FOR IMMEDIATE RELEASE
Contact: Jeff Hauser, firstname.lastname@example.org
On June 9, the American public will tune in to the first of six televised hearings from the Jan. 6 Committee. These hearings will be a crucial opportunity for Americans to get a fuller understanding of what happened on January 6, 2021, and which Republican lawmakers and Trump administration officials, including Trump himself, broke federal laws in an attempt to undermine the election.
But presenting evidence that Trump and his cronies broke the law is one thing; holding them accountable for their crimes is another. The Justice Department is the only body capable of prosecuting those who raided the Capitol. This is the most important chance in at least a generation to hold to account the powerful criminals who would undermine the government from within. And this chance is in the hands of Attorney General Merrick Garland. If he squanders this opportunity, his failure to uphold the law may be one of the final nails in the coffin of American democracy.
“From Gerald Ford’s pardon of Richard Nixon, to George H.W. Bush’s pardons of the Iran-Contra scandal’s architects, to Eric Holder and Lanny Breuer’s acquiescence to the financial fraudsters who generated the Great Recession, America has seen a precipitous decline in equality under the law,” said Revolving Door Project Executive Director Jeff Hauser. “Declining accountability for political elites presaged the end of accountability for criminal corporate elites. But dispassionately empowering a jury of their peers to assess the potential criminal liability of Donald Trump and his co-conspirators would lay the groundwork for a rebirth of fairness. The worst possible politicization is allowing guilty people to go uncharged because the Department of Justice fears criticism for following the law where it leads.”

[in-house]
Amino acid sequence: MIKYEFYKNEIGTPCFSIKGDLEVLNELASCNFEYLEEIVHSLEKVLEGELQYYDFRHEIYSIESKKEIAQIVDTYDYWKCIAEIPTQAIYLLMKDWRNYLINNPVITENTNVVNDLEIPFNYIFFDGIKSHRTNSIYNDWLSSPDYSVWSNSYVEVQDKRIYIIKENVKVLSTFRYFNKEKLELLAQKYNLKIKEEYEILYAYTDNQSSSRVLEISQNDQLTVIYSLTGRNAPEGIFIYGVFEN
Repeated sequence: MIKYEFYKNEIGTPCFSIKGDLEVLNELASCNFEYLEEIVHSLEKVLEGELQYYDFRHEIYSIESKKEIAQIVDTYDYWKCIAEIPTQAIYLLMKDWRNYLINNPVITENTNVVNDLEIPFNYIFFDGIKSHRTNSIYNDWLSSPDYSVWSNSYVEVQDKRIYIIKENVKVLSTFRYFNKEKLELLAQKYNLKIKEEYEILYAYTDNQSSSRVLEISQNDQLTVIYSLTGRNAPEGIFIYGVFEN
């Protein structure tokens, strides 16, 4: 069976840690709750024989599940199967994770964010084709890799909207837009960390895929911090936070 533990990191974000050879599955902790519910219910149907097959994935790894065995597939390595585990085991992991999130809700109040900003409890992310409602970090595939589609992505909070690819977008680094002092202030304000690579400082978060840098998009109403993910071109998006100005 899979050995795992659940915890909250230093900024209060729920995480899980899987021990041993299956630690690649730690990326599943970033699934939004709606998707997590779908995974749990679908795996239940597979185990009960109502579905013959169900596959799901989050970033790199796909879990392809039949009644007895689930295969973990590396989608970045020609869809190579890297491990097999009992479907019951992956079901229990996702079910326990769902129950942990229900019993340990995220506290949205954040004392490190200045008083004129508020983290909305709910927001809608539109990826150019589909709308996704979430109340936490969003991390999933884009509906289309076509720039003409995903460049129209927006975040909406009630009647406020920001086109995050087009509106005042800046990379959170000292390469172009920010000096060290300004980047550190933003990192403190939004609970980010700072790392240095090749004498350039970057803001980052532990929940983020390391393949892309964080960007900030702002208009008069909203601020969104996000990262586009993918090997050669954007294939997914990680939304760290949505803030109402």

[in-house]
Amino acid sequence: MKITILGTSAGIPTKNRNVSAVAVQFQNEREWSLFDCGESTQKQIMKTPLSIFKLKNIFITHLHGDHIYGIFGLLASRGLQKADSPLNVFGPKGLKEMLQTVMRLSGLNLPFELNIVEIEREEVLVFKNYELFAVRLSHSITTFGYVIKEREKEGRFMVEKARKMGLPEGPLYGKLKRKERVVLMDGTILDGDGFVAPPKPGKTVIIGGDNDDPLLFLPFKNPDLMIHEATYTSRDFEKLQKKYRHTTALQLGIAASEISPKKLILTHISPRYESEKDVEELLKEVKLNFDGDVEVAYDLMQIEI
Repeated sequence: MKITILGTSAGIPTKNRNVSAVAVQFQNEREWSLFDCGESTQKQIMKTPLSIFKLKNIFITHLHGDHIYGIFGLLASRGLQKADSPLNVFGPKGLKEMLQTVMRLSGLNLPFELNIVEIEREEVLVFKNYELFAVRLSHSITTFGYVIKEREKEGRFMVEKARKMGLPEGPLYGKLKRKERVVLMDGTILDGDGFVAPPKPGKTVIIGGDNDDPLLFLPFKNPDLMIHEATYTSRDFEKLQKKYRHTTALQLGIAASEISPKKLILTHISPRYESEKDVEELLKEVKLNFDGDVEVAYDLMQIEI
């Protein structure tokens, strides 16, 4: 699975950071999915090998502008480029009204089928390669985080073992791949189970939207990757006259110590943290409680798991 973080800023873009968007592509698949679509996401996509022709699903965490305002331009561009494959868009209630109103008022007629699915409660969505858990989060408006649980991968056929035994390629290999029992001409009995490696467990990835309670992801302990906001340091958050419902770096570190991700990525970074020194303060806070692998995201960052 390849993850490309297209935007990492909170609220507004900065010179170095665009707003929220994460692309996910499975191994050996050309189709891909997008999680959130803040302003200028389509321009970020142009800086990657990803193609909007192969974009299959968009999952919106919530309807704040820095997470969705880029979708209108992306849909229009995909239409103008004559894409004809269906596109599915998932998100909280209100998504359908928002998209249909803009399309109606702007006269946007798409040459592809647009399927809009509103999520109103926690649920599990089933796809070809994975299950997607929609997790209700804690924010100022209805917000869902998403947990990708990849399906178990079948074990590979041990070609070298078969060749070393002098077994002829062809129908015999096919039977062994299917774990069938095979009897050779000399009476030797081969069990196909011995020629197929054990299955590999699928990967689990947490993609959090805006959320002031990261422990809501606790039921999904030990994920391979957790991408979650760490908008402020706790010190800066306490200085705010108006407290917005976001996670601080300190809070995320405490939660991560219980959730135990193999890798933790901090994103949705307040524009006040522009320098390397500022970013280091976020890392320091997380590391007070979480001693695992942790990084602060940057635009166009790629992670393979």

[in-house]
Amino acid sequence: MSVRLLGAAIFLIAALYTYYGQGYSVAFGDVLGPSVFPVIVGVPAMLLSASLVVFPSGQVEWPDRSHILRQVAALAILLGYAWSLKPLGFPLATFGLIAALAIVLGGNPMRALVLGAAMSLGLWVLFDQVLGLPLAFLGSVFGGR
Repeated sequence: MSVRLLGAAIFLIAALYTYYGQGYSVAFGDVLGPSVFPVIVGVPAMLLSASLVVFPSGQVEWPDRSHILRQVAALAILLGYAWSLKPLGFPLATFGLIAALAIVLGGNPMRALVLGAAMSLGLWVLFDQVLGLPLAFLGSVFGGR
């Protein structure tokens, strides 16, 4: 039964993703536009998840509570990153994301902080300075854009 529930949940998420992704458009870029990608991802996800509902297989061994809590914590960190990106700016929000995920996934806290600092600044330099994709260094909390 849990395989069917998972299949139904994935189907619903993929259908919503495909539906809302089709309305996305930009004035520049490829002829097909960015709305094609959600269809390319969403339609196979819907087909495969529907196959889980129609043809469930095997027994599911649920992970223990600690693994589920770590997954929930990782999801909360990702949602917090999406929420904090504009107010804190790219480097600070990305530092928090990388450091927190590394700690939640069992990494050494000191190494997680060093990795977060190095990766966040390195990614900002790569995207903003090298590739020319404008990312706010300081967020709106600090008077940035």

Jeff Hauser joined the Left Anchor podcast earlier this spring for an episode on “The Hapless Merrick Garland,” and why Garland is so reluctant to charge Trump and his co-conspirators. The discussion builds upon a critique Hauser has levied many times before, including for NPR in June 2021. The Washington Post’s profile on Garland last July included his critique that Garland’s institutionalism is fatally flawed.
“Garland believes that a thorough de-Trumpification of the Justice Department would … be called partisanship and would call into question the institution of the Justice Department, but the institution has already been called into question,” Hauser explained to The Washington Post. In truth, trust in the Justice Department’s commitment to fair enforcement of the law can only be re-established through holding accountable the people who attempted to undermine that central pillar of democracy: our elections.